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WASHINGTON - More than a century after pioneers and the U.S. government swindled northern Minnesota's Indian tribes in land and timber deals, Congress is again talking about repaying the debt.
In a proposed move some tribal leaders say would bring long-awaited closure, lawmakers are debating a $28 million payment to six Chippewa bands. But the Leech Lake Band has called the plan unfair and threatened to sue.
Under the proposed plan, more than 40,000 Chippewa members would receive $300 each. The remaining $16 million would be split among the governments of the six bands that constitute the Minnesota Chippewa Tribe -- Fond du Lac, Bois Forte, Grand Portage, Leech Lake, Mille Lacs and White Earth.
The Red Lake Tribe, a separate legal entity, negotiated its own $27 million settlement in the late 1990s. The federal government also agreed to pay the other tribes $20 million, but squabbling over how to divide the money has kept it tied up, accruing interest.
"We talked over the years about different formulas, but finally five of the six reservations said: 'Let's get this thing done; it's carrying on a long time,'" said Norman Deschampe, chairman of both the Minnesota Chippewa Tribe and the Grand Portage Band.
Karen Diver, chairwoman of the Fond du Lac Band of Lake Superior Chippewa, said her band plans to divide its share of the money -- more than $2.5 million -- among its members so that each will get an additional $700, for a total of $1,000.
"It will bring some level of closure," said Diver, who added that mismanagement of Indian land decades ago cost her reservation dearly.
Of the 100,000 acres within the Fond du Lac reservation's borders, 80 percent fell into non-Indian hands. The band has since bought some back and now holds about 33 percent of the land within its borders, Diver said.
Not all bands have been so fortunate. The land grab included a phenomenon some northern Minnesota Chippewa called "The Wandering 40," said Jim Northrup, a Fond du Lac Band member and author who lives near Cloquet.
"A timber company would buy the stumpage rights on an Indian's allotted 40 or 80 acres, but then they'd get in there cutting and just keep wandering," Northrup explained.
'It was devastating'
The settlement stems from the federal government's management of the 1889 Nelson Allotment Act, under which some reservation land was allotted to individual Indians but other plots were ceded to the United States and sold to non-Indians. Proceeds from the sales were supposed to go into a trust fund for the Chippewa.
In many cases, that didn't happen. For example, the federal Bureau of Indian Affairs dipped into the trust fund for maintaining its vehicles and other day-to-day expenses. In 1999, a federal court found that the deal shortchanged the tribes, also known as the Ojibwe, and awarded the multi-million-dollar settlement.
The land comprises 650,000 acres across the six reservations, from White Earth in western Minnesota to Grand Portage at the tip of Minnesota's Arrowhead country.
Stripping and selling the land deprived the tribe of development opportunities, said Mark Anderson, a Bois Forte Band member and Minneapolis-based attorney for the Minnesota Chippewa Tribe.
In 1948 and 1951, the Minnesota Chippewa Tribe brought those allegations in complaints to the Indian Claims Commission. Those claims eventually formed the basis for the federal government's agreement to pay the Chippewa $20 million.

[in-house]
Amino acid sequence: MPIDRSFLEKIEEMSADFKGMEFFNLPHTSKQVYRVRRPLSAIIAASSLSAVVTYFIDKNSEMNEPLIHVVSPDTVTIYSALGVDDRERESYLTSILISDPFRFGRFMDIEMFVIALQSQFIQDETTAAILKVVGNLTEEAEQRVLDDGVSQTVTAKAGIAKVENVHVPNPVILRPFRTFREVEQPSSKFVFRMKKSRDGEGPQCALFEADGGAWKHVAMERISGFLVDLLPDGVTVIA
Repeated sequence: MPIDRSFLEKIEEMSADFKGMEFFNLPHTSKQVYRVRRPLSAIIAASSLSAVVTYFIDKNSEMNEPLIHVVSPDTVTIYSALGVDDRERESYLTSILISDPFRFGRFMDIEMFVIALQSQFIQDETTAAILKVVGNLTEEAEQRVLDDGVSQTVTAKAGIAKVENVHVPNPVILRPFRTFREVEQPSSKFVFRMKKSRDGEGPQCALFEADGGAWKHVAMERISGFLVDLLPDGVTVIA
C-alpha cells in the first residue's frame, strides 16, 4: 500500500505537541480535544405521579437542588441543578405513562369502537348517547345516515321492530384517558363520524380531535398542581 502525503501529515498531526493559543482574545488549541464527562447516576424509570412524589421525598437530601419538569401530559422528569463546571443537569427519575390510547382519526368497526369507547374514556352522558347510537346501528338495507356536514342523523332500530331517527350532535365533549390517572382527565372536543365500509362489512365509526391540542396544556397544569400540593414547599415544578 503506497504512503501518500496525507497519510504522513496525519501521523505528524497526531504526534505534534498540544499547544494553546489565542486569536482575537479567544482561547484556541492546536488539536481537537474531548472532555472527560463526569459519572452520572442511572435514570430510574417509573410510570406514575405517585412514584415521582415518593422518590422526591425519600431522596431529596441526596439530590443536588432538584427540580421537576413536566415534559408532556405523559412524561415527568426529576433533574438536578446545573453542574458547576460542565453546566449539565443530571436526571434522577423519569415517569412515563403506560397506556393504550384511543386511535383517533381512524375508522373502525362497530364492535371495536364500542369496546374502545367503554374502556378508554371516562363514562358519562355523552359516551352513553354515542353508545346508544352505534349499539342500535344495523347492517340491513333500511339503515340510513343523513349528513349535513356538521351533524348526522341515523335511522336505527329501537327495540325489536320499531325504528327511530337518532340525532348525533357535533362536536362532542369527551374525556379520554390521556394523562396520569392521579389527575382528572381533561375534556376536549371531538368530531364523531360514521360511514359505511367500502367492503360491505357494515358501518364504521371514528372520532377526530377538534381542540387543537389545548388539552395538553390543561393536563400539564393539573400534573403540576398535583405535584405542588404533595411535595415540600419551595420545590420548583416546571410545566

Officials of the one dissenting band -- Leech Lake -- say their band deserves more because almost 70 percent of the total damages are acknowledged to have stemmed from under-evaluation and mismanagement of Leech Lake reservation land. Only about 5 percent of the land within the Leech Lake reservation's borders remains in Indian hands.
"Enacting legislation that completely ignores these damages would constitute yet another violation of our treaty rights and only serve to compound the injury done," Leech Lake Chairman Arthur "Archie" LaRose told members of the U.S. Senate Committee on Indian Affairs. "I look forward to continuing this dialogue ... to resolve this matter in a way that is fair."
LaRose said that the Leech Lake tribal government will refuse its share of the settlement and file suit. Representatives of the Bois Forte, Grand Portage and Mille Lacs bands said those bands haven't decided what to do with their shares.
"When the check is cut and on its way, then a plan will be made for how to spend it," said Helen Wilkie, a spokeswoman for the Bois Forte Band. "Until then, it would be a little silly, given that this whole thing has been dragged out for 60 years."
The White Earth Band did not respond to a request for information.
LaRose and Deschampe were among the witnesses who came to Washington last Thursday for a U.S. House subcommittee hearing to consider the bill that would finally release the funds.
Diver, chairwoman of the Fond du Lac Band, praised backers of the bill sponsored by Rep. Collin Peterson, D-Minn., for "respecting [the Minnesota Chippewa Tribe's] constitution and authority" and moving to release the settlement, despite the lack of unanimity on how to spend the money.
The House and Senate will revise and amend the bill, but its chances for passage remain unclear.
Many individual Chippewa, including Northrup, don't find much comfort in what they see as woefully inadequate compensation for what their ancestors lost.
"A thousand dollars is [nothing more than] a good night at bingo," Northrup said. "It should be $28 billion, not $28 million. They're just trying to make legitimate the theft of Indian land."
Larry Oakes • 612-269-0504. Corey Mitchell is a correspondent in the Star Tribune Washington Bureau. Twitter: @StribMitchell